Most housing market analysts consider six months of inventory (active listings) to be an indicator of a balanced market (between buyers and sellers). The “BUYERS” trend line above is illustrating how many buyers are buying in a six month period. The “SELLERS” trend line above is illustrating how many sellers are in the market (active listings) at any given time. Over the past several years we have seen a steady increase in buyers and a declining number of sellers. In June 2016, these two trajectories crossed, and there are now many more buyers buying in a six month period than there are homes for sale -- though the buying pace has leveled off.
In addition to monitoring home values by overall median sales prices in our market, it can be insightful to examine the median price per square foot of homes that are selling. The graph above shows the median price per square foot of all single family homes sold over the past 15 years. The value trend captured by this graph is quite similar to the trend shown in the single family home median sales price during the same time, which validates that assumed set of changes in home values. Over the past several years (2015 through 2018) we have seen increases in the median sales price as well as the median price per square foot of single family homes.
Price per square foot of single family homes certainly varies for many reasons, including the age, location, lot size and structural characteristics of each home sold. However, there are some similarities in homes of similar sizes. Looking at 2019 figures, this graph illustrates that the median price per square foot of larger homes (2500+ SF) is a good bit lower ($113/SF) than that of homes with less than 1500 SF ($147/SF). These values cannot be used as an absolute standard against which the value of any home can be measured, but they can provide some helpful guidance when trying to determine the value of a home.
This graph shows the average list price to sales price ratio (red line) over the past 15 years as compared to the overall pace of home sales. At the peak of the housing boom (2004-2006) sellers were able to obtain a median of 99% of their asking price --- up from a median of 98% in 2001 before the pace of home sales started escalating. Then, when the pace of home sales slowed (through 2010) this metric dropped to 96%, where it stayed for three years. Sellers started selling for slightly more in 2013-2015 when they could obtain 97% of their list price. This increased to 98% in 2016, held steady in 2017, and returned to 99% in 2018.
New home builders experienced a steady decline in new home sales between 2005 and 2010 -- dropping 78% from a peak of 186 to 41 sales in a year. Even if we use a starting point of 2001 (not shown above; before the housing boom) we still find a 70% drop between 2001 and 2010. The number of new home sales per year has not crept up much since that time -- staying between 38 and 54 new home sales per year. The past three years, however, were QUITE different. There were a total of 82 new home sales in 2016, 77 in 2017, and 82 again in 2018. This was a welcome sign for new home builders -- and buyers -- though things seem to be cooling in 2019.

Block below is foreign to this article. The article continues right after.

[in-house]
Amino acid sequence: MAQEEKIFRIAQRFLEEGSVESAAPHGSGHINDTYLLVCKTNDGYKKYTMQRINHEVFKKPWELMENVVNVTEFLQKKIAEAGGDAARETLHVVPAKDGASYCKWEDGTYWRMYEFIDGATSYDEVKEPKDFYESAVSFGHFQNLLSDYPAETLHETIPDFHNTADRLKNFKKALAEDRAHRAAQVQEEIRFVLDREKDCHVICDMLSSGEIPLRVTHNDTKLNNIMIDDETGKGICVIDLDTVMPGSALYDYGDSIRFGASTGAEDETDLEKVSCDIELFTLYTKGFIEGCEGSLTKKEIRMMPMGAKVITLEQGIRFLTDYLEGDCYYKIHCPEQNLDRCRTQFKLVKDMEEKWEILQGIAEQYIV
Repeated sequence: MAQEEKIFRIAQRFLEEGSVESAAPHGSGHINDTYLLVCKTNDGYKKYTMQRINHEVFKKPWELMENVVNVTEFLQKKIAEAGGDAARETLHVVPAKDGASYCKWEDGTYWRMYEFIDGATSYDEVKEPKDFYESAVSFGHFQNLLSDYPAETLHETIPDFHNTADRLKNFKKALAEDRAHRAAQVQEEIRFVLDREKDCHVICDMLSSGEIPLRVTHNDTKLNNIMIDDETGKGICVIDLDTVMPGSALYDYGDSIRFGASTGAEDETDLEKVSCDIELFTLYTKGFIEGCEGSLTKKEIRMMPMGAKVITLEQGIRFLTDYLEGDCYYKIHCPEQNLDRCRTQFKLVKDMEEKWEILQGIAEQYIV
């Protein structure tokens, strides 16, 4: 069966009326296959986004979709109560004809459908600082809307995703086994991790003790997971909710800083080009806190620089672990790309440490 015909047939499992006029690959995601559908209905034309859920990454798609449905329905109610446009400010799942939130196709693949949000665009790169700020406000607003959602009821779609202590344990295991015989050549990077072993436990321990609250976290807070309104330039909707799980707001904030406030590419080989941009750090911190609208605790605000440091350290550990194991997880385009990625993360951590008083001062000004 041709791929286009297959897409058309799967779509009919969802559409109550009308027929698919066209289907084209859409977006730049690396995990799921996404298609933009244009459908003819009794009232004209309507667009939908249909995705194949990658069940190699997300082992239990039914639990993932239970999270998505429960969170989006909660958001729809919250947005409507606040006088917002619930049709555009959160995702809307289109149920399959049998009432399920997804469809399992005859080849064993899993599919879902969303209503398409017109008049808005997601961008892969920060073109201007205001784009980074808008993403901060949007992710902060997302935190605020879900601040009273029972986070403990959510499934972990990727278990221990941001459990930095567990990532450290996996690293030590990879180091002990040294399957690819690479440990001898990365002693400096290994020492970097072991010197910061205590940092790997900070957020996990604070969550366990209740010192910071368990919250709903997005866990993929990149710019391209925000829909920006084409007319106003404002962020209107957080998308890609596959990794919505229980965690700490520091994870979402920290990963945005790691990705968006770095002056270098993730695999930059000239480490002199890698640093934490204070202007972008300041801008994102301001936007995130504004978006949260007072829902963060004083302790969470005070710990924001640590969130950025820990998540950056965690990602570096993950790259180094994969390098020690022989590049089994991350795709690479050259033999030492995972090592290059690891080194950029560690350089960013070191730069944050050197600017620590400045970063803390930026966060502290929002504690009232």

Contract activity spiked in April of this year with 158 contracts -- the highest number of contracts seen in a monht of April in many years -- but then this pace of contract activity cooled a bit in May. Of note - the 146 contracts seen in May 2019 is higher than two out of the three past months of May - only being surpassed by the shocking month of 171 contracts last May. When adding up March through May contracts for the past three years we find 410 contracts in 2017, followed by 427 contracts in 2018 and then 436 contracts in 2019 - so, an overall increase in buyer activity when looking just at this Spring-ish months.
Over the past several years, inventory levels have dipped lower and lower and lower. This has not, though, been accompanied by a decline in the pace of home sales. So -- if just as many (or more) buyers are buying, how are they doing it if inventory levels are so low? They’re doing it with speed. The pace of home sales can increase, with inventory levels declining if the median “days on market” is also declining, which is definitely the case in our local market. So, plenty (maybe, maybe not) homes are being listed for sale, but they are then going under contract quickly, which keeps inventory levels low but the pace of home sales high.
This graph examines the differences in inventory levels over time when examining only single family homes as compared to attached dwellings (townhouses, duplexes, condos). The number of detached homes for sale has decreased by 14% over the past year, while the number of attached homes (townhouses, duplexes and condos) for sale has decreased by 39% over the past year. Last year inventory levels peaked at the end of May, so we may see further increases in inventory levels over the next month or so if we follow a similar trend.
Inventory levels have fallen 14% in Rockingham County over the past year and have fallen an even more drastic 38% in the City of Harrisonburg during the same timeframe. Of note -- while there are approximately twice as many home sales in the County than in the City -- there are almost four times as many homes for sale in the County than in the City. As such, the low inventory levels are much more of an issue in the City right now if we look at both sellers (supply) and buyers (demand). This is likely leading to the faster increases in median sales price in the City, and the lower median days on market in the City.